Is life a question or an answer
How should i live or The Life of Montaigne in One Question and Twenty Answers
Süddeutsche Zeitung | Discussion of March 22, 2013In the mirror of the self
Sarah Bakewell's subtle
The French skeptic Michel de Montaigne is not made the direct forerunner of the egocentric urge to communicate among bloggers and networkers in this book. The idea of looking at the world in the mirror of oneself first had to be invented, and the Englishwoman Sarah Bakewell, author of several books between biography and novel, sees the beginning of this change of perspective in Montaigne's essays. Instead of simply retelling the life of the famous idler, writer, politician, winery owner, lover and European traveler from beginning to end, Bakewell opted for the original chapter structure of twenty answers to the same question over and over: How should I live?
Not: How should one live? The moral subjunctive form, the author cleverly sends in advance, was rather alien to the essayist. He was interested in the immediate questions of life like: How do I escape the fear of death? How do I avoid the pitfalls of fellow human beings without becoming unsociable? How do I find the right balance in everything? How do I cope with the inadequacies of my knowledge and actions? The author leads us through Montaigne's life and work without a chronological thread, rattles the key ring of her answers, casually unlocks some half-forgotten ancillary rooms and some attics.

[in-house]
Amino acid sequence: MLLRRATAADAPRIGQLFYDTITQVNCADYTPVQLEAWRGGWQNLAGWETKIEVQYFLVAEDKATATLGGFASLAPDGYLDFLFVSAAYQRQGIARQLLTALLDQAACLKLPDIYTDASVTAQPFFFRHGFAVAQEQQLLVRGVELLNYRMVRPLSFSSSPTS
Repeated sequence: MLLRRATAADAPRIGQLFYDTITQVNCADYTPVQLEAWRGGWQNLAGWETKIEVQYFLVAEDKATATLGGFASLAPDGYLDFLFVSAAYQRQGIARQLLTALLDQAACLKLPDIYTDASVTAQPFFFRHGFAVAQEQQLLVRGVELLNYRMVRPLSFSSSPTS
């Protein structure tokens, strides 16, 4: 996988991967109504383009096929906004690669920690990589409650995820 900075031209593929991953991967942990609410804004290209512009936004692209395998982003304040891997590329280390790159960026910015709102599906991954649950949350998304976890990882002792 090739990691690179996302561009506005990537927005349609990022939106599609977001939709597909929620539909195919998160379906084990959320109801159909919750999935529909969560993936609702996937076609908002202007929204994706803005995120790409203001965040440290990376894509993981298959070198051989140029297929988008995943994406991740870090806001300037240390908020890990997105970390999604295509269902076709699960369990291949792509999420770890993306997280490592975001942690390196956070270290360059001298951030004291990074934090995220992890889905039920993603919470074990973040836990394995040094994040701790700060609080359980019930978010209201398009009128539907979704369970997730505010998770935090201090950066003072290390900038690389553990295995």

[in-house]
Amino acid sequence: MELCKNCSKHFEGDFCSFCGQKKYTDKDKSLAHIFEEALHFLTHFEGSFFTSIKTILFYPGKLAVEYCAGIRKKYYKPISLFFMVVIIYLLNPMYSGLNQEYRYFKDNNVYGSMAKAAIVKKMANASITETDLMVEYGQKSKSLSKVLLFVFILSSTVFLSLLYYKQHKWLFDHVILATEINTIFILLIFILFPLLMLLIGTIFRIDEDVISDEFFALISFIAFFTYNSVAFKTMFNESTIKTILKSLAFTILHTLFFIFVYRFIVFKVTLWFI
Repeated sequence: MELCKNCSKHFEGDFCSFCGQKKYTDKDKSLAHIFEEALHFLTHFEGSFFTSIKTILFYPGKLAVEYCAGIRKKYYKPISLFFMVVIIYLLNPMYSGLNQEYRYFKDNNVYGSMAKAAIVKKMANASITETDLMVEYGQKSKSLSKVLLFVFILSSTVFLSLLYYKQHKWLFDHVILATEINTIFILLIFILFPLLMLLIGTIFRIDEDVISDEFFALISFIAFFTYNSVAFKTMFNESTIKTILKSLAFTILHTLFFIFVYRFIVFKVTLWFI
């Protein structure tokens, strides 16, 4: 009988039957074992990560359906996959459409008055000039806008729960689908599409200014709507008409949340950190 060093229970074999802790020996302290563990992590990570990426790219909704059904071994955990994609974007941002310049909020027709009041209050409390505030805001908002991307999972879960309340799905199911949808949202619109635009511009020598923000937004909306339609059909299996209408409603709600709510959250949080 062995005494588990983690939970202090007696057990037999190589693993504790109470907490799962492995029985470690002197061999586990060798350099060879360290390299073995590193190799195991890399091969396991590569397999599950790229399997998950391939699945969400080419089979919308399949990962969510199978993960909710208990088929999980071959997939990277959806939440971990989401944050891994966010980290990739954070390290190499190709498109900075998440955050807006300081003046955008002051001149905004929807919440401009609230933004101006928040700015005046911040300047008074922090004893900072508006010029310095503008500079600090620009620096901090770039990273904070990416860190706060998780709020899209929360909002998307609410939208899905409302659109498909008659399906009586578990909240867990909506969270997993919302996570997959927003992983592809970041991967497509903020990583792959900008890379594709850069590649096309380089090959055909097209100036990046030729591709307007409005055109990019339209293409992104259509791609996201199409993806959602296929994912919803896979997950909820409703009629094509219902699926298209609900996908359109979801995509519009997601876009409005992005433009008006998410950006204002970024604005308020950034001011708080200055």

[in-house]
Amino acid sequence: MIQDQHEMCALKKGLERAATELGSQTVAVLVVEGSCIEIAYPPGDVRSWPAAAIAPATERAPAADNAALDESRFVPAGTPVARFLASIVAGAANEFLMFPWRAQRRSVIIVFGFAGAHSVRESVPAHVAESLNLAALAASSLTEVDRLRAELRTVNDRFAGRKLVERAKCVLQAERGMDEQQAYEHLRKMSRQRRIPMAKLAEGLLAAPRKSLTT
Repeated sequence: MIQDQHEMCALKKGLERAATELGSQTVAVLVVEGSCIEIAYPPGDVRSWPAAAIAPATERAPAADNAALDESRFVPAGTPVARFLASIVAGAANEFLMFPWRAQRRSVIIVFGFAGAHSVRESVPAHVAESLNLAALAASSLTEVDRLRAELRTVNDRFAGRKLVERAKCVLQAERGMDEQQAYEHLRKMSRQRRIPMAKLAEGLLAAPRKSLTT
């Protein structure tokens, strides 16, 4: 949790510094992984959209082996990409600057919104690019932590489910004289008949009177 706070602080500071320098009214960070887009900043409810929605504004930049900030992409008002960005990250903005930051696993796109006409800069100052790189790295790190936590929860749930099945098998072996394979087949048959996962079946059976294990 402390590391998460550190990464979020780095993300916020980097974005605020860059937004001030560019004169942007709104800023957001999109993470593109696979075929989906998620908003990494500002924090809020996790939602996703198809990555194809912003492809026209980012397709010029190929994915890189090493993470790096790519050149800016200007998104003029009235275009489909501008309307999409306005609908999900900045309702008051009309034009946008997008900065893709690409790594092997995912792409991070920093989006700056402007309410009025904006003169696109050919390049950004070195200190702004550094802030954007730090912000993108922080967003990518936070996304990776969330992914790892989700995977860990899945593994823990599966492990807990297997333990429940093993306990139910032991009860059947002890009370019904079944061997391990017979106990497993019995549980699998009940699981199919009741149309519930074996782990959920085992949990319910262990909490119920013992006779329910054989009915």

Indolence, slowness and forgetfulness are the best remedies against fanaticism of all kinds, we are reminded - not as a recipe of a contemporary of the wars of religion, but as the wisdom of a man who had to get along with his natural inclinations. The fact that in the four years as Mayor of Bordeaux he did not stand out with major innovations, but with careful inconspicuousness, brings the author to the maxim: Do your job well, but not too well. So instead of ambition for oneself or for those around him, a sense of the obvious, which in the summer of 1585 could also include, as a mayor, not having to go to the plague area of the city as a mayor - an attitude that was only really achieved by the moral absoluteness of the 19th century accused.
Sarah Bakewell proves her twenty attempts to answer convincingly both from Montaigne's writings and from well-founded accounts of contemporary history and later reception. It is not necessary to follow it in all views. Montaigne's conception of habit, for example, is less derogatory than she thinks, and whether his forgetfulness, which he himself often lamented, anticipated the involuntarily spontaneous memory of Marcel Proust remains to be seen. Nevertheless, her book is a delightful encounter or re-encounter with the great stoic of the Renaissance. And the translation by Rita Seuss combines the precision with the elegance that the noble subject demands.
Sarah Bakewell: How should I live? - or The Life of Montaigne in One Question and Twenty Answers. Translated from the English by Rita Seuss. Verlag C. H. Beck, Munich 2012. 416 pages, 24.95 euros.
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